McIntosh provided some background information on the proposed Distinction in Research and Creative Works, which will appear on the students’ diplomas and transcripts, unlike departmental honors. She said that the Senate passed this issue to the CUC in December 2010. Provost McLendon appointed an ad-hoc committee, chaired by Matt Taylor, in February 2011. The resulting proposal was passed to the EC with the CUC’s recommendation. At this point, the EC circulated the proposal to Deans and Chairs for comment; the 17 comments received were shared with Taylor, who agreed to revise accordingly.

McIntosh said that the revised proposal was presented to EC, and further revisions were suggested, resulting in the proposal posted on the wiki for review by faculty. Revisions included:

• Selection process changed from new school-wide committees to individual departments

• Expand beyond “Research” to include creative works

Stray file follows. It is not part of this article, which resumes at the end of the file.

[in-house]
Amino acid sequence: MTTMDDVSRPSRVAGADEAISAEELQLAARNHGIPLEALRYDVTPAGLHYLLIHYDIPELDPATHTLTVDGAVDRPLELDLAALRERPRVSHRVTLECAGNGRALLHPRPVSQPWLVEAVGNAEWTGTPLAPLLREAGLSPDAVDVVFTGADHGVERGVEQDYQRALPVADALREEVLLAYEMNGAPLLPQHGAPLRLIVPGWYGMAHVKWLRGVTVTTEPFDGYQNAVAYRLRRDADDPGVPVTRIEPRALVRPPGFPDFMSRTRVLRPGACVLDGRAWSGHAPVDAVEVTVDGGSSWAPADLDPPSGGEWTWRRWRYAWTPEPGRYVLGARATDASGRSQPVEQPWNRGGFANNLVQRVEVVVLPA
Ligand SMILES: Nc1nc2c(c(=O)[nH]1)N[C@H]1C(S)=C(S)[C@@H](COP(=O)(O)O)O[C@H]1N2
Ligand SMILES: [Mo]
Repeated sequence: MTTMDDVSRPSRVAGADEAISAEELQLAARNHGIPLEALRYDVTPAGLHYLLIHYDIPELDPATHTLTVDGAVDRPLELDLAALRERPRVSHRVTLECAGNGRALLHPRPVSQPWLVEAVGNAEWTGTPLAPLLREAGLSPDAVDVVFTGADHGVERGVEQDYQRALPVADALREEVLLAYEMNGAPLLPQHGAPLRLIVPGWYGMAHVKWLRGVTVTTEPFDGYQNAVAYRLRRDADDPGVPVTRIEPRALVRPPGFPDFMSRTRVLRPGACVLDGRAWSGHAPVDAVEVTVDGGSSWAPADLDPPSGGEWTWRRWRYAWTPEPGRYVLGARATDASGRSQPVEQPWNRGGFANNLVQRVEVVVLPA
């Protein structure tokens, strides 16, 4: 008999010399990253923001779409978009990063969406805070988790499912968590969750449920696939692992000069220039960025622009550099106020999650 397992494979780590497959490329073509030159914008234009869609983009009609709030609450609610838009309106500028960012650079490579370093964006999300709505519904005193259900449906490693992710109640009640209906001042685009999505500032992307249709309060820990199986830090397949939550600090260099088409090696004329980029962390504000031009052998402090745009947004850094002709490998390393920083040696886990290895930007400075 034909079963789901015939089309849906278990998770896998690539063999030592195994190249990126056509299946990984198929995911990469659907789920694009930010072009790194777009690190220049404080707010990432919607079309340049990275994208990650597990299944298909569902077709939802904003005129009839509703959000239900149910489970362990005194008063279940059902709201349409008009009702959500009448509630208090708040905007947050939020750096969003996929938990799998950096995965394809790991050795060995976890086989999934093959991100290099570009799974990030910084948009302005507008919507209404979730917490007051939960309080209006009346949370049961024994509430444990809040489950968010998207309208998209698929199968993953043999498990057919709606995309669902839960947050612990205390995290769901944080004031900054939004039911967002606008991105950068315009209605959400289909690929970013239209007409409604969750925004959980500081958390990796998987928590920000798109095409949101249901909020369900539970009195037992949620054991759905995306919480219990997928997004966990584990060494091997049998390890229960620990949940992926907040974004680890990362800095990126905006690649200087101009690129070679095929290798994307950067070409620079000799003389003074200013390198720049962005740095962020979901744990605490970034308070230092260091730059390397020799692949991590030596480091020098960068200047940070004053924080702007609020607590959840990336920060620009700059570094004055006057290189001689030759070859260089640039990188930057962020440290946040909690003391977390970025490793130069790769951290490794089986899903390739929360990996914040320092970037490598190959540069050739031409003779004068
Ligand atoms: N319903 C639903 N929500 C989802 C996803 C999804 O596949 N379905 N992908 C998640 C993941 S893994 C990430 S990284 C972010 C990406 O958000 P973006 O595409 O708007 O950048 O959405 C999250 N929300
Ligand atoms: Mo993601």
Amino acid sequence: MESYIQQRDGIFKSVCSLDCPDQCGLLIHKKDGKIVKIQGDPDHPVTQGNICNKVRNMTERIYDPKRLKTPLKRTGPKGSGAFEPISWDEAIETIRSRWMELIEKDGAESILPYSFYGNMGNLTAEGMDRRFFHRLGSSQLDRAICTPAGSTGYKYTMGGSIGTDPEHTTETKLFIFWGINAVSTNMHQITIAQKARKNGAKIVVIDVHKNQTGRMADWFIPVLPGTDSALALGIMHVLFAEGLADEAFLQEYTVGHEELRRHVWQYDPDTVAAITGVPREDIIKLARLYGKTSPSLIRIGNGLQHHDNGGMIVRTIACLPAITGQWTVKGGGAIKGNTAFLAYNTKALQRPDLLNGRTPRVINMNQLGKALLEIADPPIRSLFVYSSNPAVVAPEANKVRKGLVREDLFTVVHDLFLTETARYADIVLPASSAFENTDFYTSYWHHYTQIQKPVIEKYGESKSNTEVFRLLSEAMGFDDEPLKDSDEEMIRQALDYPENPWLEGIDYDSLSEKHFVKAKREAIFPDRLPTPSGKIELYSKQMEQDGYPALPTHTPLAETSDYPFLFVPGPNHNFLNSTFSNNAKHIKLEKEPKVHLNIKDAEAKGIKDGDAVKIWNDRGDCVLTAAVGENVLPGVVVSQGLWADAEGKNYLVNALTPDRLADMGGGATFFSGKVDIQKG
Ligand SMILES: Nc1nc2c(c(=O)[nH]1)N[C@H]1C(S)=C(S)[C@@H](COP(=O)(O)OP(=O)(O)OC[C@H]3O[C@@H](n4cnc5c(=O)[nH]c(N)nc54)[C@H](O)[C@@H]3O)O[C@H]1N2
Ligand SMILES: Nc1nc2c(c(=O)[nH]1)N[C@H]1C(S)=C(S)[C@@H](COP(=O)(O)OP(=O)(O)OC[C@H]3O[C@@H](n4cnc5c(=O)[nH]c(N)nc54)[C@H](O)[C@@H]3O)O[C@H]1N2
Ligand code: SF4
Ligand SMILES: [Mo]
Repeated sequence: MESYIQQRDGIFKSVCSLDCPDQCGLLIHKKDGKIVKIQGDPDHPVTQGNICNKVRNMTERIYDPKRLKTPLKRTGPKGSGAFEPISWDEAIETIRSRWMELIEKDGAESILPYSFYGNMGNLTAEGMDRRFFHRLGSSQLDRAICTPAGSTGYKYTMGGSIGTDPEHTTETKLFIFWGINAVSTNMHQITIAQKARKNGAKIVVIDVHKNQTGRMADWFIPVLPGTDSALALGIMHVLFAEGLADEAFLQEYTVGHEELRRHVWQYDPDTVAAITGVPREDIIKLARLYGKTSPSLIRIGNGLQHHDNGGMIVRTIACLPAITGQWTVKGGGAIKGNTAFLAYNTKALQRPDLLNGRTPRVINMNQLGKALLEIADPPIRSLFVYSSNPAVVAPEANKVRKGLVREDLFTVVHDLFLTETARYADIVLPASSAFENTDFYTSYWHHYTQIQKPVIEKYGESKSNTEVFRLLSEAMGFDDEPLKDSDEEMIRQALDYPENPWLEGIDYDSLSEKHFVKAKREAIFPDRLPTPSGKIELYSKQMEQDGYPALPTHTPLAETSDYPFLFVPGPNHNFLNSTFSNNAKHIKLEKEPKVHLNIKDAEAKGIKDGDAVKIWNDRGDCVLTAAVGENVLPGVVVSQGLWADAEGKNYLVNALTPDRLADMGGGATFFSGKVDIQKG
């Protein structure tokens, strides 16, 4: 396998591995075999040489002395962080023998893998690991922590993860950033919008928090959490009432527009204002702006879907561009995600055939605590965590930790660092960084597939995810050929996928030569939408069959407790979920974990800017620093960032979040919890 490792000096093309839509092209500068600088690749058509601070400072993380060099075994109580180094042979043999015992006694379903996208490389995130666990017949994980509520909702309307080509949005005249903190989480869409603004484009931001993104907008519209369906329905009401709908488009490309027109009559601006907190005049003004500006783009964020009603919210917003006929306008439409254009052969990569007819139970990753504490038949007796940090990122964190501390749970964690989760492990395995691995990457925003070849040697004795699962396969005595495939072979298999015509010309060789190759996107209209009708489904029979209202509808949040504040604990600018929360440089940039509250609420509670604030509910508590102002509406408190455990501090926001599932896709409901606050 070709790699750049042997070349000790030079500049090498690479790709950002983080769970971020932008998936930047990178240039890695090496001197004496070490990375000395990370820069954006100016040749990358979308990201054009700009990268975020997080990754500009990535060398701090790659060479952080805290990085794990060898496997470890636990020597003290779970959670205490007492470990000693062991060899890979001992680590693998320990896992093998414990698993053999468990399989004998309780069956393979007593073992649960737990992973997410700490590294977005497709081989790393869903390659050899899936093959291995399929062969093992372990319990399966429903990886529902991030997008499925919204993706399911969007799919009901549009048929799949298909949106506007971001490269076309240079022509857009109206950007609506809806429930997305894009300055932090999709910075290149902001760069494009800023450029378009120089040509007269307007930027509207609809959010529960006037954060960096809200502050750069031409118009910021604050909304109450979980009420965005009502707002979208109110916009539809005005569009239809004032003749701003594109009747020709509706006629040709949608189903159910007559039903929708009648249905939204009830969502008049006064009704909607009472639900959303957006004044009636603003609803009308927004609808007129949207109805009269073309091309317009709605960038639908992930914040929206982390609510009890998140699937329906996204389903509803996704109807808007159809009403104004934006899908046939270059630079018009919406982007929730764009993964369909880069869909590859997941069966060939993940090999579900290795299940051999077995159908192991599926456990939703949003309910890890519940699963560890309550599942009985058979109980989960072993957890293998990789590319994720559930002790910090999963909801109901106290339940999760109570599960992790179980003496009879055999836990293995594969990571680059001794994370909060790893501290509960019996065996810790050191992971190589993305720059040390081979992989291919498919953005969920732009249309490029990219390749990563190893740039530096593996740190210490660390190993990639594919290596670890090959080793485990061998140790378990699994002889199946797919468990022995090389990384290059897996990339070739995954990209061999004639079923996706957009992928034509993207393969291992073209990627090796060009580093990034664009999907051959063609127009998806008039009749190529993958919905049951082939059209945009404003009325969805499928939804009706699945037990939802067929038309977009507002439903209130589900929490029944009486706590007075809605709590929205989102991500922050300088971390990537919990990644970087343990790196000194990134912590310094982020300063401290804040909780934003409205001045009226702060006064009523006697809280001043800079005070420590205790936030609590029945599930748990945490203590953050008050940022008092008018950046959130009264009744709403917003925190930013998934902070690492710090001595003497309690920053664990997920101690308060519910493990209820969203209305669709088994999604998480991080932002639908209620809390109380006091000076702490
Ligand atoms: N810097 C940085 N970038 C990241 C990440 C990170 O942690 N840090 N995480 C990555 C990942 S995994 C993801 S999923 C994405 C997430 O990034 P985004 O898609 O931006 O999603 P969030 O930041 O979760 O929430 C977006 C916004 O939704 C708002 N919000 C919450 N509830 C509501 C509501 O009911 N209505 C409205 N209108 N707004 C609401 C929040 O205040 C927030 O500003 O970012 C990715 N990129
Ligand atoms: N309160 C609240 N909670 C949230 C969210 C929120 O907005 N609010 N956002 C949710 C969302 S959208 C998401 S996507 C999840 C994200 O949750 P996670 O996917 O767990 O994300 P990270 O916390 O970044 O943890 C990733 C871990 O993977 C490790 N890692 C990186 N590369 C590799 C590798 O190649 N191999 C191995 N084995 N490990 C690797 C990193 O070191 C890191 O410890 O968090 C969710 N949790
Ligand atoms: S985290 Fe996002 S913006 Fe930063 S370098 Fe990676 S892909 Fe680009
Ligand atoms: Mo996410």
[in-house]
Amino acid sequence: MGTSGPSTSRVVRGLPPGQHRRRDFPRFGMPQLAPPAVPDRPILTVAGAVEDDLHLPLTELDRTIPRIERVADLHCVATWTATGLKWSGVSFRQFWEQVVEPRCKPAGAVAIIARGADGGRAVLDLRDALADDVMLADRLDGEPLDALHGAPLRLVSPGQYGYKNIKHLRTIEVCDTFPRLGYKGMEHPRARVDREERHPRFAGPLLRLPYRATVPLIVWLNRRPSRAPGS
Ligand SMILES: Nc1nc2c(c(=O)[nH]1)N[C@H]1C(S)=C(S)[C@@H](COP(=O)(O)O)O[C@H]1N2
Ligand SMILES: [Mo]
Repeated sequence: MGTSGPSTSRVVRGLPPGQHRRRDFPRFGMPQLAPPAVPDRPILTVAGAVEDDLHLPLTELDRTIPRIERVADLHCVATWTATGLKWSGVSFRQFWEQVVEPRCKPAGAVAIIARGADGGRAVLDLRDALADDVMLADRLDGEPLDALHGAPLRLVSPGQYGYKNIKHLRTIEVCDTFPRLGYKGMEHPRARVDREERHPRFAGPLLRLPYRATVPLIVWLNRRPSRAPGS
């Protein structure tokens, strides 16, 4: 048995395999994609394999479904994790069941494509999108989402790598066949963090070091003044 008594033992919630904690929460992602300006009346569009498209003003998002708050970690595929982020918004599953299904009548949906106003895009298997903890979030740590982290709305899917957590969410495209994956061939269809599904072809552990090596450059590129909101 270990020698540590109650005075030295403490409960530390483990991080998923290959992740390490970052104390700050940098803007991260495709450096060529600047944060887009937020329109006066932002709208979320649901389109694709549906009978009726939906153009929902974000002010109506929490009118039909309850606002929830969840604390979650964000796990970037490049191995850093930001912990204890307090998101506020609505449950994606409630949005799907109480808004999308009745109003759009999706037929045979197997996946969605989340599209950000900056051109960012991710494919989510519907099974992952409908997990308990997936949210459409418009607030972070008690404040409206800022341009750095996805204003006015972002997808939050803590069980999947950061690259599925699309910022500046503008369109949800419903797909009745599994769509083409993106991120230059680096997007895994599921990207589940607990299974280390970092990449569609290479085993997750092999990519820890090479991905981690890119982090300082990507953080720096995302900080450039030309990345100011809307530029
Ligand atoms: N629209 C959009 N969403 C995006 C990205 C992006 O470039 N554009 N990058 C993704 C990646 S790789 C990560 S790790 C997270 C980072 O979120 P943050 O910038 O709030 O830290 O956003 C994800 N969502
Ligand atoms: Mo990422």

• Increased specificity of university-wide criteria

• Reporting and oversight procedures to avoid “distinction inflation”

• Attention to additional burdens on faculty, including IRBs

• Biennial review of the program by Dean’s Council

Senators asked what the distinction will add to Rice, to which Taylor replied that it is a way to recognize the great work of students using other worthy criteria instead of their grade point average. It was noted that while departmental honors also serve this purpose, they only recognize a few students. John Hutchinson spoke in favor of the distinction, while Danijela Damjanovic expressed the concerns of her colleagues in the Math department. One of the SA representatives in attendance at the meeting said that the distinction might help to reduce the number of students seeking double and triple majors, which is the current method students use to stand out from the other students.

A discussion regarding evaluation criteria for the proposed distinction began, but as it was time for the meeting to close, the proposal was tabled until the next Senate meeting, where it will be the first issue discussed.

The meeting was adjourned at 2:00 p.m.